Voss, of the Department of Biochemistry and Molecular Biology at the University of California, Davis, recently published a paper in the journal Public Library of Science (PLoS one) that has developed small molecules that can block the pathways of Alzheimer's disease.
Deposition and oligomers of amyloid beta (aβ) play an important role in the pathogenesis of Alzheimer's disease (AD). The Aβ peptide segment can be produced when the membrane correlation domain of amyloid precursor protein is decomposed by β and γ-secreting enzymes. There is a variety of evidence that soluble aβ oligomers (aβo) is the primary neurotoxic substance in AD etiology. The compound is a small 3-ring molecule that was initially used as a contrast agent for the detection of amyloid protein in pet. Previous studies have said that, in addition to the detection of amyloid protein, the compound can also be combined with aβ, causing aβ structure instability, thus further reducing the formation of amyloid. Recently, John C. Voss and others have said they have confirmed that a compound can specifically destroy aβo, thus blocking the occurrence of Alzheimer's disease.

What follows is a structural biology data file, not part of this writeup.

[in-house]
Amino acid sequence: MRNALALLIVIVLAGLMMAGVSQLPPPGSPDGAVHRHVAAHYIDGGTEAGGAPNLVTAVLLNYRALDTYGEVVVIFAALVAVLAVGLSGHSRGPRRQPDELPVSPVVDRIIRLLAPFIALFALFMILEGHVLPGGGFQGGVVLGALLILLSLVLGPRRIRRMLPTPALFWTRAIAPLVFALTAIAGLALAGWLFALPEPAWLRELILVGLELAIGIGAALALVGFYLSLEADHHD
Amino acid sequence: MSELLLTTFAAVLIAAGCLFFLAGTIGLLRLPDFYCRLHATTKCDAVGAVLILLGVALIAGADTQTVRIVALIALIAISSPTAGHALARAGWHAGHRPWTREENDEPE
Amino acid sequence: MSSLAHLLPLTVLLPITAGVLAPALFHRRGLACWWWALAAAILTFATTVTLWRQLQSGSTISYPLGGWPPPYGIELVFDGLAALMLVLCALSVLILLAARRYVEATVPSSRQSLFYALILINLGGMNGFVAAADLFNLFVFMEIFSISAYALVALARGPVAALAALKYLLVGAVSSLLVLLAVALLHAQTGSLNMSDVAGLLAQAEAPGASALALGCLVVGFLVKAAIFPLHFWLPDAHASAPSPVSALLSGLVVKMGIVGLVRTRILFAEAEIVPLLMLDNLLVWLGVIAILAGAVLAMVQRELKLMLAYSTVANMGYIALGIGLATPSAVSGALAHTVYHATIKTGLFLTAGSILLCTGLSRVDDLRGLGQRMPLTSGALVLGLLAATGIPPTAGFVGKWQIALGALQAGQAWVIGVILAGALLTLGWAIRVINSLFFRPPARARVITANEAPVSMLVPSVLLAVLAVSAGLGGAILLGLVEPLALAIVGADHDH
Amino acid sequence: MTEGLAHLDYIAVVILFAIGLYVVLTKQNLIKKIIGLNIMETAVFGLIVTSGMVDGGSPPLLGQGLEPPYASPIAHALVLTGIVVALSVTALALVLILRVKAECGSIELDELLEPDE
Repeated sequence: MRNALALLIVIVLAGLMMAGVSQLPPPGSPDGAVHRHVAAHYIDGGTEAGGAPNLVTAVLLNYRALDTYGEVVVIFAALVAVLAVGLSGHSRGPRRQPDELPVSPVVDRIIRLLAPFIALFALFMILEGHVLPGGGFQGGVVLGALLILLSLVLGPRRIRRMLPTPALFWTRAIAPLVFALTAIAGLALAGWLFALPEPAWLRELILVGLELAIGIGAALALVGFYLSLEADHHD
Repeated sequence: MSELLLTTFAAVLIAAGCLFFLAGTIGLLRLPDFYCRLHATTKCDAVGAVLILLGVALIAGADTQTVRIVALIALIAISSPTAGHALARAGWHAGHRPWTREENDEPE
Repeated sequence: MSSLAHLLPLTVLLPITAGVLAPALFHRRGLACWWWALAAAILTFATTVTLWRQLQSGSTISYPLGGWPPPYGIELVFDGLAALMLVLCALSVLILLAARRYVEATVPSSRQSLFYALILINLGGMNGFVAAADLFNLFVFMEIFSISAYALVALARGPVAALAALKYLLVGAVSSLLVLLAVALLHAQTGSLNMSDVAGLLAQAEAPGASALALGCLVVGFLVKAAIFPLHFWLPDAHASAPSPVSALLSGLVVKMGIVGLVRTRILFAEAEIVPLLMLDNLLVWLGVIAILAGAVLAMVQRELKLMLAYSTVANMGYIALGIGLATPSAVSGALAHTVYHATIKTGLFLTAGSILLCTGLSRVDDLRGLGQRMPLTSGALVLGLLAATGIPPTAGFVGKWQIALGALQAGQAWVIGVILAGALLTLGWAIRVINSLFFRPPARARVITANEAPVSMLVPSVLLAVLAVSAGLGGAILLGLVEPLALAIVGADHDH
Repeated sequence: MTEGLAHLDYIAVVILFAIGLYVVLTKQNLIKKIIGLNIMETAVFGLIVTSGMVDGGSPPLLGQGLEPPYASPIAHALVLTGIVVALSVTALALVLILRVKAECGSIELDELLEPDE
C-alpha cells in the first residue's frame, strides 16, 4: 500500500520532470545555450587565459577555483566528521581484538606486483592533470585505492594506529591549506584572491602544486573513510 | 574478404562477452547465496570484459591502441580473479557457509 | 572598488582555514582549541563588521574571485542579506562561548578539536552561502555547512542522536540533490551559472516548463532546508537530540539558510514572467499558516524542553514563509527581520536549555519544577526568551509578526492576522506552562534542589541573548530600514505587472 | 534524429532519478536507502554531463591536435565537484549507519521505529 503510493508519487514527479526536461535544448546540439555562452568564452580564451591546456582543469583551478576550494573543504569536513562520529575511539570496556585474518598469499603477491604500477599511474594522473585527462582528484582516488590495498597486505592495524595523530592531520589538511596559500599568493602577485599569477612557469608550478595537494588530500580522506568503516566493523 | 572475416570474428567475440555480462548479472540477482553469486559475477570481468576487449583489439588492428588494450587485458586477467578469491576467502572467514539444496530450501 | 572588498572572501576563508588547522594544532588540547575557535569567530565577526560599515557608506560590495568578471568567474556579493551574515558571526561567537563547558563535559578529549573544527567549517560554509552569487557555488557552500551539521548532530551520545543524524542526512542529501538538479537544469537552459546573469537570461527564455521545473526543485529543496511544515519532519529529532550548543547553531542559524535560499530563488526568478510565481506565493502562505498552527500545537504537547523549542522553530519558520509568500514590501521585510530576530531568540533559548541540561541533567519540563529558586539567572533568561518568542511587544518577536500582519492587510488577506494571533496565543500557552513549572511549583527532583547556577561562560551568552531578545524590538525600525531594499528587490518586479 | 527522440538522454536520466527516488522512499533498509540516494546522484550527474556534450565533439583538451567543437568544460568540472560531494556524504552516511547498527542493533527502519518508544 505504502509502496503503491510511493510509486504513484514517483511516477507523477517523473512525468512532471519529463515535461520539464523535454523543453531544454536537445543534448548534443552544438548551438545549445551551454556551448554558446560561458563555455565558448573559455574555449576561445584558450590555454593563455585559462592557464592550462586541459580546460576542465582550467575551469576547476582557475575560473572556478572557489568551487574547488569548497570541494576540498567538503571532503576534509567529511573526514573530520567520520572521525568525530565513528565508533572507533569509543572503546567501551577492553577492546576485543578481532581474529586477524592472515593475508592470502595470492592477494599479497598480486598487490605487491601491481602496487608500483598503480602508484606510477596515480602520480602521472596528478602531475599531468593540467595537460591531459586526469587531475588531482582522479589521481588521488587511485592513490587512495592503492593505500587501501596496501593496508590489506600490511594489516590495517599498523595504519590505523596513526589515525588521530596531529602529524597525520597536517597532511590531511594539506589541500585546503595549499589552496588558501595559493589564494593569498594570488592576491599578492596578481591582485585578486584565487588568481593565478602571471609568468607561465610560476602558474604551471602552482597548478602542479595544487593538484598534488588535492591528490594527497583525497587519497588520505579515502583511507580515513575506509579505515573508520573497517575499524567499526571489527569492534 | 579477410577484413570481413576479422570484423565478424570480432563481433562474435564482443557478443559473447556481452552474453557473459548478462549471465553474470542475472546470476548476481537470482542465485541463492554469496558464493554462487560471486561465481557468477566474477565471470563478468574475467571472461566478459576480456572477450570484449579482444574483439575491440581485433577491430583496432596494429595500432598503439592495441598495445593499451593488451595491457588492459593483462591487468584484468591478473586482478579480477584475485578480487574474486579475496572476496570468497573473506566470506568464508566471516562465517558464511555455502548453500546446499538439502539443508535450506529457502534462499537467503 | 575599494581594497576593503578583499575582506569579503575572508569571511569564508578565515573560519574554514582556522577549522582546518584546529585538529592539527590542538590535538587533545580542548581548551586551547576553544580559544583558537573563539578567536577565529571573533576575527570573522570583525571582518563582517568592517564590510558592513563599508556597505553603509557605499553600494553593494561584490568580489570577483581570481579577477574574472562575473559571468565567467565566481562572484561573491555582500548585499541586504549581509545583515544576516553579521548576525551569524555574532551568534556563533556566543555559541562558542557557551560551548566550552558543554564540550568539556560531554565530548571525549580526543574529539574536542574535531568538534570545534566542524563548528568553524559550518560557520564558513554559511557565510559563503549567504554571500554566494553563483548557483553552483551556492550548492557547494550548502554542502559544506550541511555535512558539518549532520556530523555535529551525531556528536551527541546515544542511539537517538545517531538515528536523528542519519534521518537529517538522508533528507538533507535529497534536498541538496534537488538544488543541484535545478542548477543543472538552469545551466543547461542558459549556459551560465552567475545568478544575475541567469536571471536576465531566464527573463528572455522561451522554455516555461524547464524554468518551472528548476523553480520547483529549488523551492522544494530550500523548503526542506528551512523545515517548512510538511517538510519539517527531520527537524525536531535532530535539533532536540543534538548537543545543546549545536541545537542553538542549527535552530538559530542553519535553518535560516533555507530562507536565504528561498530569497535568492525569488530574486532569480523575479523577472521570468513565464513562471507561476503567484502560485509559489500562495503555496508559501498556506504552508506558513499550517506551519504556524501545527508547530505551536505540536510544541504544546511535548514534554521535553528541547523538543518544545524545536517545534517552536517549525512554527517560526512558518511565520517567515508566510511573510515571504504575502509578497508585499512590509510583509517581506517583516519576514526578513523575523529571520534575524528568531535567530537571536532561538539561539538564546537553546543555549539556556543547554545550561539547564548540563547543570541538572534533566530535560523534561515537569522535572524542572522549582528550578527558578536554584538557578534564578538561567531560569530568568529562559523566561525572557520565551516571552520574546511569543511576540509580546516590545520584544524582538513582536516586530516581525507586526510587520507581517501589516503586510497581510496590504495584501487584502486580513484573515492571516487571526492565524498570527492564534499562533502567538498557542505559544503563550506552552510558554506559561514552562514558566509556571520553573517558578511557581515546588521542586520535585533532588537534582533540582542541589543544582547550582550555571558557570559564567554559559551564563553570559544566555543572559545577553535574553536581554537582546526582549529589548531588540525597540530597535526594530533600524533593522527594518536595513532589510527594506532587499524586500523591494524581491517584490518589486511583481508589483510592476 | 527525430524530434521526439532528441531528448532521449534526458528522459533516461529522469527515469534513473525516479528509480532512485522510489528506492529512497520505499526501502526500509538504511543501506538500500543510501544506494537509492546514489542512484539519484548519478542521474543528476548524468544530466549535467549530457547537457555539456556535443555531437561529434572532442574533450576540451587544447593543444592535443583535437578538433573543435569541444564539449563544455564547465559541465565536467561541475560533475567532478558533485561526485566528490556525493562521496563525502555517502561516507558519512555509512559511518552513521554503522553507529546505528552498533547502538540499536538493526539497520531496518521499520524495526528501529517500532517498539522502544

Since biomolecules do not emit a signal for electron paramagnetic resonance (EPR) detection, the researchers attach a special molecule-nitro-oxygen spin marker (which emits a special signal of EPR detection) to the compound to make its activity more significant in the EPR spectrum.
The researchers found that the inhibition of aβ by spin-labeled compounds was more effective than that of unmarked fmoc compounds. In addition, nitro-oxygen has the antioxidant ability, can remove the nerve cell injury and causes the inflammation the oxygen free radical, thus protects the nerve cell better.
Voss said that a spin-labeled compound has the following important properties: It is used in imaging studies to detect amyloid, inhibit the formation of aβ, and reduce inflammation. Therefore, the substance has great potential in the study, diagnosis and treatment of Alzheimer's disease.